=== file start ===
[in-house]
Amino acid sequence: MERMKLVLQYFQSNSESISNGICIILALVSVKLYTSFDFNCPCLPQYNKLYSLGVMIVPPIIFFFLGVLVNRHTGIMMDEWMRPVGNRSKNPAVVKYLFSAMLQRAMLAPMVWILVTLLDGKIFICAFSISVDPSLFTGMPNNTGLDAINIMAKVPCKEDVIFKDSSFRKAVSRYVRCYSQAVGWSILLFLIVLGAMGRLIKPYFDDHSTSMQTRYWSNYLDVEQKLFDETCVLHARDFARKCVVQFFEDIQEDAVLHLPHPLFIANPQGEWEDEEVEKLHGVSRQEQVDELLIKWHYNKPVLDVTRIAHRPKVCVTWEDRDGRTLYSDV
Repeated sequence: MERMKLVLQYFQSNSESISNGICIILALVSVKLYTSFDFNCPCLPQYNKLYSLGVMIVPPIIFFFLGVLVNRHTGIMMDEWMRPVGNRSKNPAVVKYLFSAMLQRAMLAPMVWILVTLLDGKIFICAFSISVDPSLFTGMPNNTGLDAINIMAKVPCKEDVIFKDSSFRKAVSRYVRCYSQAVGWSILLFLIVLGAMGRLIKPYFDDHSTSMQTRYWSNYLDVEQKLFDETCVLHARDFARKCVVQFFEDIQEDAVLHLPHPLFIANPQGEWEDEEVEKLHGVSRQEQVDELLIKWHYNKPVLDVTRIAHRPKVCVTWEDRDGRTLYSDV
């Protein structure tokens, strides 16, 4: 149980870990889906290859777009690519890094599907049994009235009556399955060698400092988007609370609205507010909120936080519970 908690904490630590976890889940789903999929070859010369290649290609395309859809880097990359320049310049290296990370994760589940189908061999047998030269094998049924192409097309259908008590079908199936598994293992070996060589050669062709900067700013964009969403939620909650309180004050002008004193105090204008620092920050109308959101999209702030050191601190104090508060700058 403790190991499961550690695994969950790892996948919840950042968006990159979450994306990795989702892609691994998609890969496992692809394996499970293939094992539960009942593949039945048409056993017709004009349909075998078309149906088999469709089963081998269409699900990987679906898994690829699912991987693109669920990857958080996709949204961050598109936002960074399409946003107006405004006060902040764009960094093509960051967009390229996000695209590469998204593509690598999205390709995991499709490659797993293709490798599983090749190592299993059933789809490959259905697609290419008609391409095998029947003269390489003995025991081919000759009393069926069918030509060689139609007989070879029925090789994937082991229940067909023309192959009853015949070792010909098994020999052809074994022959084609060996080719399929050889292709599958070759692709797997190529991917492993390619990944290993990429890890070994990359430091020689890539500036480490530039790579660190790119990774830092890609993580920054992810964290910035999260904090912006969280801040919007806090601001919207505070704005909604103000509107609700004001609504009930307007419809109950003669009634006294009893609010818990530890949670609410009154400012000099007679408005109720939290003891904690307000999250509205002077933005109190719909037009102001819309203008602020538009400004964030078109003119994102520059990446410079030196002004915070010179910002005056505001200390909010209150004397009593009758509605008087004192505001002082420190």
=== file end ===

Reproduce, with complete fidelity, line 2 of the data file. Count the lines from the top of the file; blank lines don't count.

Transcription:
Amino acid sequence: MERMKLVLQYFQSNSESISNGICIILALVSVKLYTSFDFNCPCLPQYNKLYSLGVMIVPPIIFFFLGVLVNRHTGIMMDEWMRPVGNRSKNPAVVKYLFSAMLQRAMLAPMVWILVTLLDGKIFICAFSISVDPSLFTGMPNNTGLDAINIMAKVPCKEDVIFKDSSFRKAVSRYVRCYSQAVGWSILLFLIVLGAMGRLIKPYFDDHSTSMQTRYWSNYLDVEQKLFDETCVLHARDFARKCVVQFFEDIQEDAVLHLPHPLFIANPQGEWEDEEVEKLHGVSRQEQVDELLIKWHYNKPVLDVTRIAHRPKVCVTWEDRDGRTLYSDV